Turkey arrests 2 Greek soldiers who strayed into country
ANKARA, Turkey (AP) — Turkey arrested two Greek soldiers Friday for allegedly entering a Turkish military zone and on suspicion of attempted espionage, the country’s state-run news agency reported. The development is likely to aggravate the already strained relations between the neighboring countries.
Greece said the two soldiers on a patrol of the Greek-Turkish border accidentally strayed into Turkey Thursday because of bad weather. Heavy snow and fog had been reported in the area. A court in Edirne, in northwestern Turkey, ordered the pair arrested after they were questioned, Anadolu Agency reported.
The Turkish news agency said the soldiers — a lieutenant and a sergeant — told Turkish authorities they had followed footsteps in the snow that accidentally led them into Turkish territory. They also allegedly took images of the area to send to their superiors, Anadolu said.
A river marks most of the border between Turkey and Greece, and a fence runs along much of the land section. However, some parts aren’t clearly marked, and the soldiers reportedly crossed over in woodland.
Earlier Friday, the Greek army said Greek and Turkish authorities were in contact and undertaking procedures to return the soldiers to Greece. A Greek government official said Prime Minister Alexis Tsipras was “closely following” developments in the case and was in “constant contact” with the Greek defense and foreign ministers.
Greece and Turkey are NATO allies, but their bilateral relations are often strained over an array of territorial disputes.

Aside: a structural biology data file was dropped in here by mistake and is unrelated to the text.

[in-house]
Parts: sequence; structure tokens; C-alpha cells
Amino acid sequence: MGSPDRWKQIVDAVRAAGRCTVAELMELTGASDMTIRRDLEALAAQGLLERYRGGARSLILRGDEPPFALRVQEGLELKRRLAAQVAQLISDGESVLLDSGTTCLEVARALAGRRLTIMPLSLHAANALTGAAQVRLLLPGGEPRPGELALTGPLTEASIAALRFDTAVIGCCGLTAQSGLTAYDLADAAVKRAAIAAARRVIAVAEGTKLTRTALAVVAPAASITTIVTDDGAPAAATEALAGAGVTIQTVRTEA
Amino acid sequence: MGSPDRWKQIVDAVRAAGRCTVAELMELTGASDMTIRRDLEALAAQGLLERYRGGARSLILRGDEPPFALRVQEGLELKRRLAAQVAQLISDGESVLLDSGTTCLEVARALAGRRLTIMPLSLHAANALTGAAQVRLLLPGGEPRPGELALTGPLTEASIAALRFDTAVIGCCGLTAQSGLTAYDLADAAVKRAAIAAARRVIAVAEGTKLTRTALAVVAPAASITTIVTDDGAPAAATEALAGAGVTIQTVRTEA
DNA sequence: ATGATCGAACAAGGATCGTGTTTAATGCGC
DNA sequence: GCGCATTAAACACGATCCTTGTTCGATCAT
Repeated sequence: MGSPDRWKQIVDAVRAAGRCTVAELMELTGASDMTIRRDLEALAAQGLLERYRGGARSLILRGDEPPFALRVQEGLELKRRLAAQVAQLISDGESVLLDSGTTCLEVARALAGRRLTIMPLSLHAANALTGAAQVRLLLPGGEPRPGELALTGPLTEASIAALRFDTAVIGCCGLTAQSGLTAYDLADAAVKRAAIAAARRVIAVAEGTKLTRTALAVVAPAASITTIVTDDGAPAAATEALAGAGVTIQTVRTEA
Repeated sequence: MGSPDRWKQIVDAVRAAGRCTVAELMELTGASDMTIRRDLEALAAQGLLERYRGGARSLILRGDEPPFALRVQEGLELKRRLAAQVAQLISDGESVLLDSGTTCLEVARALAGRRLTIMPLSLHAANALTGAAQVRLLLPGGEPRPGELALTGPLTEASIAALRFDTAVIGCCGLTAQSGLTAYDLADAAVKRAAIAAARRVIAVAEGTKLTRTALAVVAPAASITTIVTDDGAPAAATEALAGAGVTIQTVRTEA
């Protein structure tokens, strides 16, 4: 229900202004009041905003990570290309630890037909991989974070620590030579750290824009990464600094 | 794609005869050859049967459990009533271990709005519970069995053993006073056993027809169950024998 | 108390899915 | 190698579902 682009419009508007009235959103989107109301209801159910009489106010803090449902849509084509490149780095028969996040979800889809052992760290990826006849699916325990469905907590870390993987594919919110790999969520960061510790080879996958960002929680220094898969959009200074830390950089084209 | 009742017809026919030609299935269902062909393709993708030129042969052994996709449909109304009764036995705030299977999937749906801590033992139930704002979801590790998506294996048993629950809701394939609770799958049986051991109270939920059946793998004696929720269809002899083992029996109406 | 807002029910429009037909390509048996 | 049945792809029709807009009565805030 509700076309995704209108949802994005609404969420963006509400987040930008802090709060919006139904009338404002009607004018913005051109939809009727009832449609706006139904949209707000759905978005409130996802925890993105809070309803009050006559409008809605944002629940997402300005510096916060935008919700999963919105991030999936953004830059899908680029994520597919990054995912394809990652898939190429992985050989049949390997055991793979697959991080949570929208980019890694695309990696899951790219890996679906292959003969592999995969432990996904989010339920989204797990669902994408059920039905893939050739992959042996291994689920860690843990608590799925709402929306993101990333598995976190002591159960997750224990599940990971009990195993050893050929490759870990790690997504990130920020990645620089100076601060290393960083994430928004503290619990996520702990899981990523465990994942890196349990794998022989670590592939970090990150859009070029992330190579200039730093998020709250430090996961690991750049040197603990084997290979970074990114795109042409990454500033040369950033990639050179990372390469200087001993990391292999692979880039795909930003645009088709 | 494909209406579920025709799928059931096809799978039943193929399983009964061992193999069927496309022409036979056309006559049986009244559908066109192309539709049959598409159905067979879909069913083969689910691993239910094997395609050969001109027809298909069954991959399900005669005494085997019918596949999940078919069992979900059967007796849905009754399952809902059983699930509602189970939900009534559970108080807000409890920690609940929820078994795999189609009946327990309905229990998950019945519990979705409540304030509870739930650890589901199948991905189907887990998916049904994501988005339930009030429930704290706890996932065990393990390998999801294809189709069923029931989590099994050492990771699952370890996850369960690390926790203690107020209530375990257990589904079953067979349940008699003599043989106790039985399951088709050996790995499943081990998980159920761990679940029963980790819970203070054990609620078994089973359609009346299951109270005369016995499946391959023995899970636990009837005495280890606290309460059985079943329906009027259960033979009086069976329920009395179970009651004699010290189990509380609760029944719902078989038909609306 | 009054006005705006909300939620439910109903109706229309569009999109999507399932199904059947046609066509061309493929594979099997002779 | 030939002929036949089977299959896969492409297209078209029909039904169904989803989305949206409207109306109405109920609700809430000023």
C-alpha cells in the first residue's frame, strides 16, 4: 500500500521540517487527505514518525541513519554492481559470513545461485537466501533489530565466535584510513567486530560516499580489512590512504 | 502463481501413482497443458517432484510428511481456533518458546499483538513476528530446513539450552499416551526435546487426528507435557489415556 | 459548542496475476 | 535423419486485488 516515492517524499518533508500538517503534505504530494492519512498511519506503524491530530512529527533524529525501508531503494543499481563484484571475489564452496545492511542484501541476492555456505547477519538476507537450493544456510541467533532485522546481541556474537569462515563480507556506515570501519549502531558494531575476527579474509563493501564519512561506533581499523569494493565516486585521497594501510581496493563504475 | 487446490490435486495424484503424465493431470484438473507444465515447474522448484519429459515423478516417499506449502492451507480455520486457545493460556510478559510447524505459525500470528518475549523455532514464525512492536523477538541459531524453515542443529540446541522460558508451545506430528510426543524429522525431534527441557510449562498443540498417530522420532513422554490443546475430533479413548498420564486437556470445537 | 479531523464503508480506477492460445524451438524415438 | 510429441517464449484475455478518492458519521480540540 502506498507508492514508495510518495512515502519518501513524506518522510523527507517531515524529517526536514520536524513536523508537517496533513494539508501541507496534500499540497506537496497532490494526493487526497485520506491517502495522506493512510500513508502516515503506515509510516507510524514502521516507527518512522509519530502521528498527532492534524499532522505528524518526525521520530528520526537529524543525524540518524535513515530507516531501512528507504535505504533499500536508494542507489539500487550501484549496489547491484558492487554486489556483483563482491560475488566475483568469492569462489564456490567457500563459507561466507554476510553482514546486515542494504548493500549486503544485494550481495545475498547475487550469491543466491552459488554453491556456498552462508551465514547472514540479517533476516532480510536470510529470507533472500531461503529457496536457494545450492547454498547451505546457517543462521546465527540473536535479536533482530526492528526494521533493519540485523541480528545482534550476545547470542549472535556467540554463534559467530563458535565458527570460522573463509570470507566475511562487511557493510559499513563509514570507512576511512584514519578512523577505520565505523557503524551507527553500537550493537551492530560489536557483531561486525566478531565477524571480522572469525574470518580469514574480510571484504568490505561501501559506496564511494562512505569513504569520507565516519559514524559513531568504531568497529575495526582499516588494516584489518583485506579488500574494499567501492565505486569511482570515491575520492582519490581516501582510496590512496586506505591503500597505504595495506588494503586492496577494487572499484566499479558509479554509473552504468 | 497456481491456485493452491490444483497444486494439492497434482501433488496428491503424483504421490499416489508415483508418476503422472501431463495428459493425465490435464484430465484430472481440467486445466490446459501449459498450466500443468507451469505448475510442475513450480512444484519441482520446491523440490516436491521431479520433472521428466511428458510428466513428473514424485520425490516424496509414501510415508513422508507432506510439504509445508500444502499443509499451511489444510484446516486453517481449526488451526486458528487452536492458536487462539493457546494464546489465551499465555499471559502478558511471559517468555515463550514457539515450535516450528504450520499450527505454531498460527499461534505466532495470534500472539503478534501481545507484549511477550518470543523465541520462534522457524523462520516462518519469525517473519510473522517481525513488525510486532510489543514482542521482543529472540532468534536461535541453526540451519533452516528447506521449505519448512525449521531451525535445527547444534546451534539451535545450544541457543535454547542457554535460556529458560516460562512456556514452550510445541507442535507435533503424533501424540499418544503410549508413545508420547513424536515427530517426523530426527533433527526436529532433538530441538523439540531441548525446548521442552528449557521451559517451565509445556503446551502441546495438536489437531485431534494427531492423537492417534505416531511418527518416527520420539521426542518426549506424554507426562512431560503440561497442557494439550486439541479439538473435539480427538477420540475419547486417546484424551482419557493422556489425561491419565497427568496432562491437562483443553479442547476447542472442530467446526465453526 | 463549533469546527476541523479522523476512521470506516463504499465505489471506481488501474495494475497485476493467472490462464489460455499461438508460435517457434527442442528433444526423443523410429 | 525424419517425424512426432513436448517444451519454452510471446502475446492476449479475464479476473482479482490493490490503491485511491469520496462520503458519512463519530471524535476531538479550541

Turkey also has been angered by recent Greek court decisions not to extradite eight Turkish servicemen who fled to Greece following a failed military coup attempt in Turkey in 2016. The eight deny any involvement in the failed coup, and Greek courts have ruled they would be at risk of not receiving a fair trial if returned to Turkey.
Greek government spokesman Dimitris Tzanakopoulos, speaking before Anadolu reported the arrests, said the return of the two servicemen who had accidentally entered Turkey was a “pure formality.”
“We are in communication with Turkish authorities to swiftly settle the issue,” Tzanakopoulos said.
Asked whether Greece was worried that the government in Ankara could use the Greek soldiers to secure the extradition of servicemen who fled Turkey, Tzanakopoulos said: “I have heard various scenarios since this morning about possible negotiations the Greek government could enter with Turkey on possible exchanges. These are spy and conspiracy scenarios that do not merit comment.”